The maternal immune system is strongly stressed during all stages of gestation. It is known that normal pregnancy is accompanied by leukocytosis and the most cause is an increase in neutrophils. Leukocytosis is also significant in PE [5]. Studies have shown that the hematological parameters in pregnant women with hypertensive disorder pregnancy, including PE, are different from Normotensive (NT) pregnant women- (pregnant women with normal blood pressure; less than 120/80 mmHg and negative for urine protein [6]) [7]. Specifically, neutrophil to lymphocyte ratios (NLR) and platelet count with their indices may predict disease development and may help in monitoring disease and the prognosis of PE [1, 3, 8,9,10,11,12,13]. However, differential counts of leukocytes (neutrophils, lymphocytes, monocytes, basophils, and eosinophils) in patients with PE have not been defined precisely [5].

Eosinophils are granular nucleated white cells representing up to 6% of the bone marrow cells and are routinely measured as part of the complete blood cell count. Their development and maturation occur in the bone marrow underexposure of myeloid precursors to interleukin-3, Granulocyte–macrophage colony-stimulating factor, and interleukin-5 (IL5). IL5 is particularly important for the final stage of eosinophil differentiation and migration into the circulating blood. Furthermore, it is a key cytokine in the survival of circulating and tissue eosinophils. It prevents eosinophils from apoptosis and promotes cell activation [14]. The activation of eosinophils usually occurs after they have migrated into a tissue site by the integrated interactions of cytokines, chemokines and adhesion molecules [15].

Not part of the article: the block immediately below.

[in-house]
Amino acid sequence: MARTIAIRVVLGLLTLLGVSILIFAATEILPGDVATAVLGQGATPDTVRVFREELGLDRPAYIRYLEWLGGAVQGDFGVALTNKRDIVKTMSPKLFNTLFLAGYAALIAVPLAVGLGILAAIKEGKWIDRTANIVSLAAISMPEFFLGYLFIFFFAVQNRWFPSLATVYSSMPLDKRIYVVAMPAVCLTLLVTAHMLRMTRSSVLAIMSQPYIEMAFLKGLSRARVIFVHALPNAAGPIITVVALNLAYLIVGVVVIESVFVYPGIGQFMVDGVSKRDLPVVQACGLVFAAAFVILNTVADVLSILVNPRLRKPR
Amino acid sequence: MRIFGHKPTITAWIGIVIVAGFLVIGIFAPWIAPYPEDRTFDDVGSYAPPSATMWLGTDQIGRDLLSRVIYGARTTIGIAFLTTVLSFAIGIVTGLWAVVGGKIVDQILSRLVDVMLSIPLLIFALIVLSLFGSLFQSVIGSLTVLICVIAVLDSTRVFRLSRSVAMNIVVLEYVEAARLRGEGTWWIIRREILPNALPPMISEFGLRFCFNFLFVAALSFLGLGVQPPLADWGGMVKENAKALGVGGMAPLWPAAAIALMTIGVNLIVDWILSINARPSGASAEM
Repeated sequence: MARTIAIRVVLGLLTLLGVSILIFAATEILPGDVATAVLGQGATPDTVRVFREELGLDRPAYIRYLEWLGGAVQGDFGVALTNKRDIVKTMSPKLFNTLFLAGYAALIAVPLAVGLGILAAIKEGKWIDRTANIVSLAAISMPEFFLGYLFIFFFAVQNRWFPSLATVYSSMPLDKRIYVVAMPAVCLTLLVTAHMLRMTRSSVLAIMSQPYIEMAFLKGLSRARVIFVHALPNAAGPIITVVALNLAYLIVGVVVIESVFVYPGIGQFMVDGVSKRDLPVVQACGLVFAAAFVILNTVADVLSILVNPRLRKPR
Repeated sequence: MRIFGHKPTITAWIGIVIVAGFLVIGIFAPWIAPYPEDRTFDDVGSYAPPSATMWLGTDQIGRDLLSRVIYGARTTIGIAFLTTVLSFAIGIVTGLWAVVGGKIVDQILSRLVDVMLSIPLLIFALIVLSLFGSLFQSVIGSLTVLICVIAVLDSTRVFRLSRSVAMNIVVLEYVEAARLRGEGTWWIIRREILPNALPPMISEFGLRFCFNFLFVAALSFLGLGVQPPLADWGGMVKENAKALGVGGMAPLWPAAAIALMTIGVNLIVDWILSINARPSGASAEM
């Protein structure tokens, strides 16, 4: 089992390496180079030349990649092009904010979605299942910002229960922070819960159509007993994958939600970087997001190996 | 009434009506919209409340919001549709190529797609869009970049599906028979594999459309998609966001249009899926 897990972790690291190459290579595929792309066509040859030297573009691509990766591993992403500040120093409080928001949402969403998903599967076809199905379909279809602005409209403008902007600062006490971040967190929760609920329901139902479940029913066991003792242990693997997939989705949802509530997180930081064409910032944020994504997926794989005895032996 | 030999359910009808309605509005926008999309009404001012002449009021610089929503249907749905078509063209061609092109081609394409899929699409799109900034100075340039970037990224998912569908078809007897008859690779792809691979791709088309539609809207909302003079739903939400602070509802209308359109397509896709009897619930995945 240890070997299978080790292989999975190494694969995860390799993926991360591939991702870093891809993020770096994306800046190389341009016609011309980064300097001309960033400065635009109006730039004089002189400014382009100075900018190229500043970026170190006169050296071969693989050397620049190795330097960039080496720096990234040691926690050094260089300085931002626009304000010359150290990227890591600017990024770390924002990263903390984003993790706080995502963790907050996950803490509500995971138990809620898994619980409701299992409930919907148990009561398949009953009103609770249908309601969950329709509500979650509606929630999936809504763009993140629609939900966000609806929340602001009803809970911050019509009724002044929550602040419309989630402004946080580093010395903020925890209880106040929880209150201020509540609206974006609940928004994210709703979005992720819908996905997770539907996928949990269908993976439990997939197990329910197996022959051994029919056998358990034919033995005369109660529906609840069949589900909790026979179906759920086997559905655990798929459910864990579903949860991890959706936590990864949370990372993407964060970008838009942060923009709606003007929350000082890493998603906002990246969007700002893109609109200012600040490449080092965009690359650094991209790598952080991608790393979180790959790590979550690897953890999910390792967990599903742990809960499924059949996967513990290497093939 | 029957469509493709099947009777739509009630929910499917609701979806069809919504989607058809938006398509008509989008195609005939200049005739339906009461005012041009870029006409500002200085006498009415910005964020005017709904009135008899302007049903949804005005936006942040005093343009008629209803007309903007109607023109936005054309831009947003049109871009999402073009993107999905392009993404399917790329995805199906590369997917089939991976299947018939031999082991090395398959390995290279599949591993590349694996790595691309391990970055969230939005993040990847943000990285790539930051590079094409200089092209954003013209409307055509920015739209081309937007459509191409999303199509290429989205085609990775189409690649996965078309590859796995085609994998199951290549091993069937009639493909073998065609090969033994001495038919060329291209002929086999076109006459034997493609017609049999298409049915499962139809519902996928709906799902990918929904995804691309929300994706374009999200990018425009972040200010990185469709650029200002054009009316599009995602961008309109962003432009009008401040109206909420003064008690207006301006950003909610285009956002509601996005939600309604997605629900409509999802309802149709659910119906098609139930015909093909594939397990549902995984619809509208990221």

Eosinophils play an important role in the immune response to infection including parasites and fungi [16]. They are also known to play important roles in the pathogenesis of allergic inflammation by secreting various mediators like eosinophil cationic protein, eosinophil derived neurotoxin and major basic protein upon activation by cytokines, immunoglobulins, or platelet-activating factors [15]. They are also important in tissue development, repair, support, and maintenance of tissue integrity [16].

Eosinophilia is a common hematological term and is defined as an increased eosinophil count above the normal range in the peripheral blood. Even though different articles define eosinophilia at different cut off values, most study articles were used a cut off value > 450 cells/µL to define eosinophilia [17,18,19] and always associated with infection (parasites and fungi), allergic inflammation and chronic inflammatory [17, 18, 20, 21]. On the other hand, eosinopenia is the term used to describe a low eosinophil count. However, since the normal reference range of eosinophil includes zero, most of the time it is theoretical and has no clinical significance [16]. Nevertheless, currently, studies showed that eosinopenia had clinical significance in the diagnosis and prognosis of diseases [8, 22,23,24]. The problem is the cut-off value of eosinophil count to define eosinopenia and the study articles used a different cut-off value of eosinophil count [16, 22, 24].